As the name suggests, 2,4,6-trinitrophenol (TNP) is a tripply nitrated phenol molecule. This high level of nitration results in a compound which is both highly flammable and, under certain circumstances, explosive. The TNP molecule is capable of donating a H+ ion to a base and is therefore considered an acid.

TNP was first synthesized (as a phenol derivative) during the early 1800's and it wasn't long before it was being used in munitions. By the time World War I had started TNP was being used extensively in munitions (artillery, bombs, torpedoes etc) by most sides concerned.

When TNP, an acid comes into contact with a metal a reaction can take place which results in a salt. This process is true of any acid and metal, but special consideration is needed when dealing with TNP, and more specifically, the salts of TNP as some of them are extremely shock sensistive explosives and are therefore something that should be avoided at all costs. It was the undesirable formation of these TNP salts that led to TNP being replaced by the more stable TNT (2,4,6-trinitrotoluene). Infact, by the time World War II had started most countries had already scraped TNP in favour of TNT.


I think the reactions that take place during the synthesis of TNP are especially interesting as they provide a certain amount of complexity. The following is my attempt at showing the mechanism of the synthesis and therefore could contain some errors. If you believe the mechanism is different then feel free to send me an email.

The mechanism starts with 2-acetoxybenzoic acid being broken down into salicylic acid and acetic acid.

The salicylic acid then undergoes decarboxylation to form phenol and CO2.

The phenol is then sulphonated to form both o-phenolsulphonic and p-phenolsulphonic.

Both the o-phenolsulphonic and p-phenolsulphonic molecules go through nitration to form 2,4,6-trinitrophenol, but they each take a slightly different path.


During the synthesis of 2,4,6-trinitrophenol the solution goes through some interesting colour changes, which are demonstrated in the following images. The descriptions associated with the images are delibrately vague so as not to act as a how-to guide and therefore do not included chemical names or quantities.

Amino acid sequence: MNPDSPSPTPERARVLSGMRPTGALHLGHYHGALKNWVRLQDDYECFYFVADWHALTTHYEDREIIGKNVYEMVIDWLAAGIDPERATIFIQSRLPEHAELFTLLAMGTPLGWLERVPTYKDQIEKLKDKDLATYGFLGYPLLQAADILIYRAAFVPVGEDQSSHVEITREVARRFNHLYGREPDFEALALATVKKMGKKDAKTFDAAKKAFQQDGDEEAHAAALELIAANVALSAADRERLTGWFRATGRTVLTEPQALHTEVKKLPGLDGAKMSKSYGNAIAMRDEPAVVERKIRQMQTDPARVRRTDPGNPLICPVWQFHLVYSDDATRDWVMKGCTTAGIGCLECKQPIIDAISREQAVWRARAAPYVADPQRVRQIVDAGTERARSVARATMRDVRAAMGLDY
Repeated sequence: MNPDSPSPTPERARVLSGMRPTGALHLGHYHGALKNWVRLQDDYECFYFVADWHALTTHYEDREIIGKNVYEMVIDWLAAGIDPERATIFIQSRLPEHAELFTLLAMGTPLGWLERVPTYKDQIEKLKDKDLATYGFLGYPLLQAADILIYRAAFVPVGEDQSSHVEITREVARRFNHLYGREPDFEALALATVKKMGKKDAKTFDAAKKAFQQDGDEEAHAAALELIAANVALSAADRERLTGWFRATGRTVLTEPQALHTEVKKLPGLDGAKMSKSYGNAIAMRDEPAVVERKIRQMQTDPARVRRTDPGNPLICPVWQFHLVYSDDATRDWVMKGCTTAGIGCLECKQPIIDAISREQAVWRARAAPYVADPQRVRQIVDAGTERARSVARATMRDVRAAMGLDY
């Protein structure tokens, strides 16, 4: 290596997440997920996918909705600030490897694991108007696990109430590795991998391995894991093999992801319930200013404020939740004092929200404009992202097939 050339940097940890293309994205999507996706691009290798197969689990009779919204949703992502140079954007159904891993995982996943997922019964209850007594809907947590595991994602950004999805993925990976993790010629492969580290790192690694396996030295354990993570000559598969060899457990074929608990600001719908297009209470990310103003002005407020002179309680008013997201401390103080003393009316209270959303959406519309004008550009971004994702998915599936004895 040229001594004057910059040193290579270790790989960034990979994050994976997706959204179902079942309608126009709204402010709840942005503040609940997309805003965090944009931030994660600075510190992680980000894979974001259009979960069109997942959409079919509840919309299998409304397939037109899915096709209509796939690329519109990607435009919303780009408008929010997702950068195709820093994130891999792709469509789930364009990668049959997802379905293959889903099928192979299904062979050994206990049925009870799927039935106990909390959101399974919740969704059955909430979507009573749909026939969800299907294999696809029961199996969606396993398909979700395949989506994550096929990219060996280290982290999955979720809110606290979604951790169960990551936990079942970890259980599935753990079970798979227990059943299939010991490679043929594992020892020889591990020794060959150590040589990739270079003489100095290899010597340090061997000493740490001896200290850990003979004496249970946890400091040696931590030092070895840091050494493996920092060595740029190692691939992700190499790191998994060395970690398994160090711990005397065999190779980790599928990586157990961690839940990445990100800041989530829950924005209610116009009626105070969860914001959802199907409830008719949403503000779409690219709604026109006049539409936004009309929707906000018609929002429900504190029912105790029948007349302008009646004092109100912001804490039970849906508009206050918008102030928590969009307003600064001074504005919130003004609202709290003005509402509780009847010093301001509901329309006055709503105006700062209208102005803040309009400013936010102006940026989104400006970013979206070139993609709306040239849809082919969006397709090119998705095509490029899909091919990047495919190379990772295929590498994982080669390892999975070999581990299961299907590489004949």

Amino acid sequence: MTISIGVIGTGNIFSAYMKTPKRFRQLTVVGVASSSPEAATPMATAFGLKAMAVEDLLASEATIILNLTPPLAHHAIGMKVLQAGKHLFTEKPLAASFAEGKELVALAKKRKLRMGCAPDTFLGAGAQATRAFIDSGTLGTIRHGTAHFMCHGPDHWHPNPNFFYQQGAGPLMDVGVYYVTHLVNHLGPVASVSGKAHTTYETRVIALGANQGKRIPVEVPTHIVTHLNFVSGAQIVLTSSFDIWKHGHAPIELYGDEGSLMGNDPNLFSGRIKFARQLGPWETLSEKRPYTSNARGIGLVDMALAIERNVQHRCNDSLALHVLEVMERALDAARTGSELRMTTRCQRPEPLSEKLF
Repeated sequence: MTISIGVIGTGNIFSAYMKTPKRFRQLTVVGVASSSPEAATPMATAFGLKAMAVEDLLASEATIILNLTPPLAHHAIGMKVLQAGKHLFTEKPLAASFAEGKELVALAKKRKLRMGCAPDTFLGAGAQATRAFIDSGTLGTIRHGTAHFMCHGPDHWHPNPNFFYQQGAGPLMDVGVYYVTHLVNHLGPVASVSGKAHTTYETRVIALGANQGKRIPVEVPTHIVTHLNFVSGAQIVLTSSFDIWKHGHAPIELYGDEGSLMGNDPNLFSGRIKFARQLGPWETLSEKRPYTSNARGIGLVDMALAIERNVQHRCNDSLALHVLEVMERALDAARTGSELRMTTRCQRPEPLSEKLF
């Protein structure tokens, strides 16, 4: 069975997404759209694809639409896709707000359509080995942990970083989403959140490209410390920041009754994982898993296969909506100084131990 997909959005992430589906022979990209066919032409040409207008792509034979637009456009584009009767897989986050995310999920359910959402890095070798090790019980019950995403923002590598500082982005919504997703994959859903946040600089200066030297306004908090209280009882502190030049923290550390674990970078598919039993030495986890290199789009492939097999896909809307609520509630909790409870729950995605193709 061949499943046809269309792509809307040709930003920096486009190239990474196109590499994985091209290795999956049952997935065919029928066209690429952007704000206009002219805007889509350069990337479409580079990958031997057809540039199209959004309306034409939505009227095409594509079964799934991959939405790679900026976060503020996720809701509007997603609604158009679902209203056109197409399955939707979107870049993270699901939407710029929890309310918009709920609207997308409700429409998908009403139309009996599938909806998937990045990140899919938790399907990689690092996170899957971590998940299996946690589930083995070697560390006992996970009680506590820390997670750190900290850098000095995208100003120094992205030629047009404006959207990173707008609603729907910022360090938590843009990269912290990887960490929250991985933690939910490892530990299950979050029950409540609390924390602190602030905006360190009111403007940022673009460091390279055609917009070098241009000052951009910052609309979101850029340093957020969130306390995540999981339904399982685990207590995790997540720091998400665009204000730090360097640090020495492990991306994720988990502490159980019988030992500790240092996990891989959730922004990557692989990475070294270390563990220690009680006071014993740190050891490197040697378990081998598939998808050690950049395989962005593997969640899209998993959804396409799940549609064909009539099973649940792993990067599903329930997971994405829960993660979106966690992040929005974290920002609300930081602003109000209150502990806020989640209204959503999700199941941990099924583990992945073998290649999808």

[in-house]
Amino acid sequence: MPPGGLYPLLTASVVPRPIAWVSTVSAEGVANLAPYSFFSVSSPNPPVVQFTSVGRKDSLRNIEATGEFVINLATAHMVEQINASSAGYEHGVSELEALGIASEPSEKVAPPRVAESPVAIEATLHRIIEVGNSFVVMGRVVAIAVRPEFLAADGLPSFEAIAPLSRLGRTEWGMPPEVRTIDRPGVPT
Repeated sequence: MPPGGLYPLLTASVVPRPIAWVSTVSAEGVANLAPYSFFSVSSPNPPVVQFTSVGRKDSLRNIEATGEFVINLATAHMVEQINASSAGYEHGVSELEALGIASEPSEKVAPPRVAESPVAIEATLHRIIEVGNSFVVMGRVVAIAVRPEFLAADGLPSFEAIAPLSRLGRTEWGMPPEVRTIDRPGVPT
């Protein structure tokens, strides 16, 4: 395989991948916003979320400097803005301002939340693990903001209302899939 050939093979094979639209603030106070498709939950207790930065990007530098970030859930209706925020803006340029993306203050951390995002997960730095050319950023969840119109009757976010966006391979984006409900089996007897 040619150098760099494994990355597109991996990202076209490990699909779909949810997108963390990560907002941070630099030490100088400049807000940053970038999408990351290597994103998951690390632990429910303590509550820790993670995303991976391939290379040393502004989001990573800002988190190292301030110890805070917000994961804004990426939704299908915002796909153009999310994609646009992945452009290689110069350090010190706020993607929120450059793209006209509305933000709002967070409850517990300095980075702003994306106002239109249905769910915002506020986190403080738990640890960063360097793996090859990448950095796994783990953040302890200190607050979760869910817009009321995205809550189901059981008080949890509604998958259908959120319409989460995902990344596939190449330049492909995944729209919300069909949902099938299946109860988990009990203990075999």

The white object in the pictures is the top of my hot plate which also includes a magnetic stirrer. The magnetic stirrer was turned on through out the synthesis. In some of the pictures the hot plate heater is actually turned off and the solution is running at a reduced temperature.

The synthesis begins with the formation of phenol which goes on to become phenolsulphonic acid.

The second stage of the synthesis is the nitration of the SO3H groups followed by cooling.

The solution then goes through a process to encourage crystal growth.

The 2,4,6-trinitrophenol crystals are then vacuum filtered and washed several times. The final 2,4,6-trinitrophenol is kept under an excess of distilled water.


2,4,6-trinitrophenol is a very dangerous compound and needs very special consideration during synthesis, use, and disposal. I strongly discourage anyone from using this acid unless it's absolutely necessary. For detailed and accurate safety precautions the relevant MSDS should be referred to. Nothing on this website should be used as a guide to its synthesis. Professional sources should be referred to before attempting anything similar.

If 2,4,6-trinitrophenol is allowed to dry out it will become an explosive compound. For this reason it should always be stored under liberal amounts of distilled water. The salts of 2,4,6-trinitrophenol are extremely shock sensitive high explosives and therefore contact with metals should be avoided at all costs.